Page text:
I haven’t returned to my “journal-ing” — my writing of the Oslo Journal — but I wanted to stick a note here in the Corner today. I thought I’d say a little something about an interview I had with Lech Walesa this morning. I talked with him “on the sidelines” of the Oslo Freedom Forum, here in the Norwegian capital. He was in fine form: warm, expansive, funny, charismatic, earthy. In other words, he was the very picture of what he is: a trade-union leader who became an all-time hero of freedom.
I said to him I wanted to be fast with my questions, because I knew he didn’t have much time. He said, “Do I look unwell?” Did I think he was going to kick the bucket? No, no, I said. I just knew that his schedule was packed.
Among the subjects we discussed was his winning of the Nobel Peace Prize in 1983. (The prize is administered here in Oslo.) What did it mean to him, Solidarity, and the defeat of Communism in Poland? A great deal, he said, in essence. I will paraphrase him:
Martial law had been imposed, and we were really getting weaker. There was no wind blowing into Poland’s sail. It’s hard to say what would have happened if I had not won the prize. The Nobel prize blew a strong wind into our sail. Without that prize, it would have been very difficult to continue struggling.
And what did Walesa think of the 1990 prize to Mikhail Gorbachev? “I think we can debate it,” he said, chuckling. Then he said (again, a paraphrase, but a very close one),
I’m certainly very fond of Gorbachev, and I respect him. But you should ask him the two questions I always ask him. First, I ask, “Did you betray Communism? Are you a traitor to Communist ideology?” And he always says, “No, of course not.” That leads to my second question. “Look,” I say, “you’re a bright guy. Did you really believe it was possible to reform the Communist system?” That really pisses him off. He gets all red-faced and angry at me. And he doesn’t answer. In fact, those two questions as a pair, he really doesn’t answer.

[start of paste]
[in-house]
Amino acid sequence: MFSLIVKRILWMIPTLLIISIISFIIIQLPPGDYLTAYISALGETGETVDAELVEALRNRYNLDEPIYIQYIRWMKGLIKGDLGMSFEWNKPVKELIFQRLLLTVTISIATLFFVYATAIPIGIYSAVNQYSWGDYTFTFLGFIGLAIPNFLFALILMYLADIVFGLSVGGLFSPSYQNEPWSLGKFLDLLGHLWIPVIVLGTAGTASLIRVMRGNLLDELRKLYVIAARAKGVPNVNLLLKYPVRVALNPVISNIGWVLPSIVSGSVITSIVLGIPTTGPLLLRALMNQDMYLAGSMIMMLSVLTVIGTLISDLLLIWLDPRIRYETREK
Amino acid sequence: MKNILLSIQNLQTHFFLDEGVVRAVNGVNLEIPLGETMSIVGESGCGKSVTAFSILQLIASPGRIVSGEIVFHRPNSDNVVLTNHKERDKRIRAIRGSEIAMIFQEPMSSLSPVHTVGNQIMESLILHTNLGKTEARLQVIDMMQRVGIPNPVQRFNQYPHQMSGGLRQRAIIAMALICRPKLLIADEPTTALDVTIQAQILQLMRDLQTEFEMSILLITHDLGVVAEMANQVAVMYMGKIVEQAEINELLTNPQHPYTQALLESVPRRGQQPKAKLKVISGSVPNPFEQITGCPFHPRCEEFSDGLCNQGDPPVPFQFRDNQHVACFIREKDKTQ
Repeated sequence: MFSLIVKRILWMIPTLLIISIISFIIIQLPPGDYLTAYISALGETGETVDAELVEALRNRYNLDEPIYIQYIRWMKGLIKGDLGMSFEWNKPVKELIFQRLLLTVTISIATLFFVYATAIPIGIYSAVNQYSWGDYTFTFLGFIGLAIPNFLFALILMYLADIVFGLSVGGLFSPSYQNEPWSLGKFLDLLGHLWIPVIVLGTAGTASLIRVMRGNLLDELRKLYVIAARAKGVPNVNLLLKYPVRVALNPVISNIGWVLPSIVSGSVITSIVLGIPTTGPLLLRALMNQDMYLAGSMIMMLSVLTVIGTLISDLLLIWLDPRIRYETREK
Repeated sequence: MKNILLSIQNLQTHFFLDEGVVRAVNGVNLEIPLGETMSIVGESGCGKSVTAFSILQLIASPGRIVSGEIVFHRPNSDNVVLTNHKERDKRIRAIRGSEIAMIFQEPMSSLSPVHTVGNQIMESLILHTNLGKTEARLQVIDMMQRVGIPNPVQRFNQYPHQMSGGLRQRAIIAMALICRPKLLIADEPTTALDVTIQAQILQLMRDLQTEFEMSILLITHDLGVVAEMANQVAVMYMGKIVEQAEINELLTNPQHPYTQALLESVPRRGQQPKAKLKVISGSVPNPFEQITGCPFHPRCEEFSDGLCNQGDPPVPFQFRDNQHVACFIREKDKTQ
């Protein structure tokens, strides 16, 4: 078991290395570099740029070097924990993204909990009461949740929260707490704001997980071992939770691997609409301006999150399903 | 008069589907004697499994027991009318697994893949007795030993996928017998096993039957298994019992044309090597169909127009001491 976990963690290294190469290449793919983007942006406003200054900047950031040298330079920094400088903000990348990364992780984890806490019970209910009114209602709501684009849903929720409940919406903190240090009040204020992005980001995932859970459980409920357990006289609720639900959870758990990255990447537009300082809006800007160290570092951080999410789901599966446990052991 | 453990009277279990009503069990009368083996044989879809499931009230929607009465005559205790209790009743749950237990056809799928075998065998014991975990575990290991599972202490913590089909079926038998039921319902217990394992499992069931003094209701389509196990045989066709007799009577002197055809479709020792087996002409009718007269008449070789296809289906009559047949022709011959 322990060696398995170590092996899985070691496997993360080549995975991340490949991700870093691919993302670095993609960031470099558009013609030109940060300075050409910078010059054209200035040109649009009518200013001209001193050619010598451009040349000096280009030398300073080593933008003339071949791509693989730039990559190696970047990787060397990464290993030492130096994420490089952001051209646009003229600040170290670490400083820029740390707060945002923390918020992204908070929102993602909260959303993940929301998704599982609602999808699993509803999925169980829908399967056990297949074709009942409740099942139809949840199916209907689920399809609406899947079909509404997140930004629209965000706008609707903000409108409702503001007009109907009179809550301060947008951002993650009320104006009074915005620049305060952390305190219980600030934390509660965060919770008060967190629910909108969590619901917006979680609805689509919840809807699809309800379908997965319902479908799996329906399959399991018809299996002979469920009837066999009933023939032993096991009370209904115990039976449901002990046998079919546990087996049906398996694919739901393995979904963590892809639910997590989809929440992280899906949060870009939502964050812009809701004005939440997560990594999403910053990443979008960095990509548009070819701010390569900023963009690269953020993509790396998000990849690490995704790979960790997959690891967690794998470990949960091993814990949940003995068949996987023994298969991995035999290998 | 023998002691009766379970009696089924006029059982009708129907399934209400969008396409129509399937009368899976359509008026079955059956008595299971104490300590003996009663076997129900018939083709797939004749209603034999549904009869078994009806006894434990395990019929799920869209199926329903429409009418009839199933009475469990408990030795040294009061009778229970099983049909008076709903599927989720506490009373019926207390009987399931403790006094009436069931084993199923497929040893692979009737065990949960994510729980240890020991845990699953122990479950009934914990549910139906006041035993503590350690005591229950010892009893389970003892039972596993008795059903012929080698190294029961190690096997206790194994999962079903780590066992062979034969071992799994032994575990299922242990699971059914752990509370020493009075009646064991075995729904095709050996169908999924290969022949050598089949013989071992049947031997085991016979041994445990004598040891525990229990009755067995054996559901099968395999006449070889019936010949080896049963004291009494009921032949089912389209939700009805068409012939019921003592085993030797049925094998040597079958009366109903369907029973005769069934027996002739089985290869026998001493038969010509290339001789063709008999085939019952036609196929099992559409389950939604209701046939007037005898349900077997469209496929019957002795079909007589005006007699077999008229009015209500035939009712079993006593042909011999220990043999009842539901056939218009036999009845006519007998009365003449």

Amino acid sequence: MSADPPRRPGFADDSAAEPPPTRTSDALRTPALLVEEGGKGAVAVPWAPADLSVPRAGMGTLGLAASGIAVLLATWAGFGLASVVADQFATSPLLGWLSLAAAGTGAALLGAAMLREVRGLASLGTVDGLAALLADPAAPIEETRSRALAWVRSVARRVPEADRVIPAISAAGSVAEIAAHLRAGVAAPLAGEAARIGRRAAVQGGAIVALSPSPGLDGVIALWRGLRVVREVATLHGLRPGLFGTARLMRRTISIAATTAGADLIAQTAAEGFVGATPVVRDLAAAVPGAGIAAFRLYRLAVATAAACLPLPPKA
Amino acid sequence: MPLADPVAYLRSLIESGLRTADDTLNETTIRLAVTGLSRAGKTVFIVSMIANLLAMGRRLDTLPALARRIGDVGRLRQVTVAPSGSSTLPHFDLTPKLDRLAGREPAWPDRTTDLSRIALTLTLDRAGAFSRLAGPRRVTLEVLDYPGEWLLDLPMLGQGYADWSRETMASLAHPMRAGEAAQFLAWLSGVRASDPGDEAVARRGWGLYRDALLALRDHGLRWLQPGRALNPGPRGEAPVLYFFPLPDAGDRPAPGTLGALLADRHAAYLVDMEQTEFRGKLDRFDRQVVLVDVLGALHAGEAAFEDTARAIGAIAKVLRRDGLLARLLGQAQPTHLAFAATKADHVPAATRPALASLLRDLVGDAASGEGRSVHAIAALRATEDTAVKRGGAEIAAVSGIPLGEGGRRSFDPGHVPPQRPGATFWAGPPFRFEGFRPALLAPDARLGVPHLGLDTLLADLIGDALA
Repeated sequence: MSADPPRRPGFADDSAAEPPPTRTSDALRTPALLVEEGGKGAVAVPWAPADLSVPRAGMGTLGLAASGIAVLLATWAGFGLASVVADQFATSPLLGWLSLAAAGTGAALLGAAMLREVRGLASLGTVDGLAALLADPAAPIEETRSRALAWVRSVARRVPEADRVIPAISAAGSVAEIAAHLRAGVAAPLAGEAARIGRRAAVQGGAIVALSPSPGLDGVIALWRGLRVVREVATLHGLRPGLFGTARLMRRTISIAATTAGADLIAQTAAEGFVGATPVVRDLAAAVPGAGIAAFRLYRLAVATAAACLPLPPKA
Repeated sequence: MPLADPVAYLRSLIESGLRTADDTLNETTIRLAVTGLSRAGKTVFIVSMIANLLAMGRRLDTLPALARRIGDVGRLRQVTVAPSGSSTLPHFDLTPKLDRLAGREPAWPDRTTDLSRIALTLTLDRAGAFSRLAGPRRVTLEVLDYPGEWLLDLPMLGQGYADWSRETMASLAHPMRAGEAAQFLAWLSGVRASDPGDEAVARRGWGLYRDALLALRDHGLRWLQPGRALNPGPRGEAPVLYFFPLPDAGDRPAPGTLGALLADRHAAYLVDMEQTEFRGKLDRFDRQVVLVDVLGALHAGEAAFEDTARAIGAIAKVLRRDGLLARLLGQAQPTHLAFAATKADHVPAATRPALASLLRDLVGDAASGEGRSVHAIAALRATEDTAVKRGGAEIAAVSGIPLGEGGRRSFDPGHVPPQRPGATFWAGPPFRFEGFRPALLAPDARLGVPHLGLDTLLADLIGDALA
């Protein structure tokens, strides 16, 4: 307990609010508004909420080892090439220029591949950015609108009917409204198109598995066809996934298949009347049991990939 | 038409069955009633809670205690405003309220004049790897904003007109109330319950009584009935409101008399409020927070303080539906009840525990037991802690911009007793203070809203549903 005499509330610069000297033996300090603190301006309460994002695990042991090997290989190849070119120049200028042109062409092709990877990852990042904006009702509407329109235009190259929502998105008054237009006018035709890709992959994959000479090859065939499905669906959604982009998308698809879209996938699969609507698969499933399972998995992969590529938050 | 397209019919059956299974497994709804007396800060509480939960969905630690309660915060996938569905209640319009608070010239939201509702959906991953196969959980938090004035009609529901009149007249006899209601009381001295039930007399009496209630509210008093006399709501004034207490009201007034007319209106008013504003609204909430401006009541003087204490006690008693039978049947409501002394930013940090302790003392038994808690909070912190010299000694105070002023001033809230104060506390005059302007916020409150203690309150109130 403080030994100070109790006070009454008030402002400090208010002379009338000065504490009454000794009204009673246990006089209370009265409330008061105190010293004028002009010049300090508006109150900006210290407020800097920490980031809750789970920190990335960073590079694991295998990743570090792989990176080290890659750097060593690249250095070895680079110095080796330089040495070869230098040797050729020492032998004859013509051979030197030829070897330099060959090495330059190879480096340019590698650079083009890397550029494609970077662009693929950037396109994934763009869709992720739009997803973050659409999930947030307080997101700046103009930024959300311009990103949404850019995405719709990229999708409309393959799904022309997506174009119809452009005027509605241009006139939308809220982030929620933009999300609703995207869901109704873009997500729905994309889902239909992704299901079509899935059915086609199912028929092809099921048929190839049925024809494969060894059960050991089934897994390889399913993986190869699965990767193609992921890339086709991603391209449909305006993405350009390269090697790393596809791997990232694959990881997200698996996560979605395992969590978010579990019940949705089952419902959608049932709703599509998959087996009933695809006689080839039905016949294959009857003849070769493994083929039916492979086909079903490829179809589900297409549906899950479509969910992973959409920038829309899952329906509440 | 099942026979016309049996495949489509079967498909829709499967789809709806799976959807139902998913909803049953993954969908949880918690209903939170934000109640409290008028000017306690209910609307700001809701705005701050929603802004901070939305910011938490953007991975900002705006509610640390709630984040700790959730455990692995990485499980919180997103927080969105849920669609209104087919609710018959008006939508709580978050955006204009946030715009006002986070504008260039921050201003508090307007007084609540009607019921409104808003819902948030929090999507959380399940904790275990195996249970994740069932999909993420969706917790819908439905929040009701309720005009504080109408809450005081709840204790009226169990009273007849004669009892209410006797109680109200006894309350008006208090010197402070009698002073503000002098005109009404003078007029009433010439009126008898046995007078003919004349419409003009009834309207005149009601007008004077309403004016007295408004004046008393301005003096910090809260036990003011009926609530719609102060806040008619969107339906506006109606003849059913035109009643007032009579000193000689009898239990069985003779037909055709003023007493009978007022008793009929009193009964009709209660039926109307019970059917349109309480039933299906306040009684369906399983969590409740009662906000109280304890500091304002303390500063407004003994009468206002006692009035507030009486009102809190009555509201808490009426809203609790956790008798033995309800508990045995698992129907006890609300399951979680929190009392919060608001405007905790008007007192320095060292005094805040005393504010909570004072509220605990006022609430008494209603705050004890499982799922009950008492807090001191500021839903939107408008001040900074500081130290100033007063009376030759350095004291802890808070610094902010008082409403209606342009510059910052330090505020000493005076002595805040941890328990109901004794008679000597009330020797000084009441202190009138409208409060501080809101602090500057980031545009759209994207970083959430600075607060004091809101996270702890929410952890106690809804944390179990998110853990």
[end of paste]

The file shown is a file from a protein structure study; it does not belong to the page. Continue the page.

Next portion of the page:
Gorbachev tried to reform the Communist system, and failed. If he had succeeded, I’m the one who would have failed. So we were all very happy that he failed, and if they wanted to give him the Nobel prize for his failure? That was fine with us. He failed, he got the Nobel prize — everyone was happy.
On the other hand, there’s this to consider: He had the instruments of rape, and he did not use them. In other words, Gorbachev had the brute power to suppress rebellion, as his predecessors had, and refrained from using it. Every male has the instrument of rape — should we all be awarded Nobel prizes for not raping?
Walesa said to me, “I wonder how you’re going to phrase that for your article.” I said, “I’ll just repeat what you said — can’t be improved on.” Then he spoke of the peace prize to President Obama, last year:
The wise men of the committee gave the award to Obama for his potential merit, and in order to encourage him not to stray from a path of peace. Well, we could all get a Nobel prize for our potential merit — and in order to be encouraged. For example, every journalist could get the Nobel prize to be encouraged to write better . . .
Walesa was interesting, enjoyable, and unpredictable all through. I’ll have more from him — and from others, and about Oslo, etc. — later on.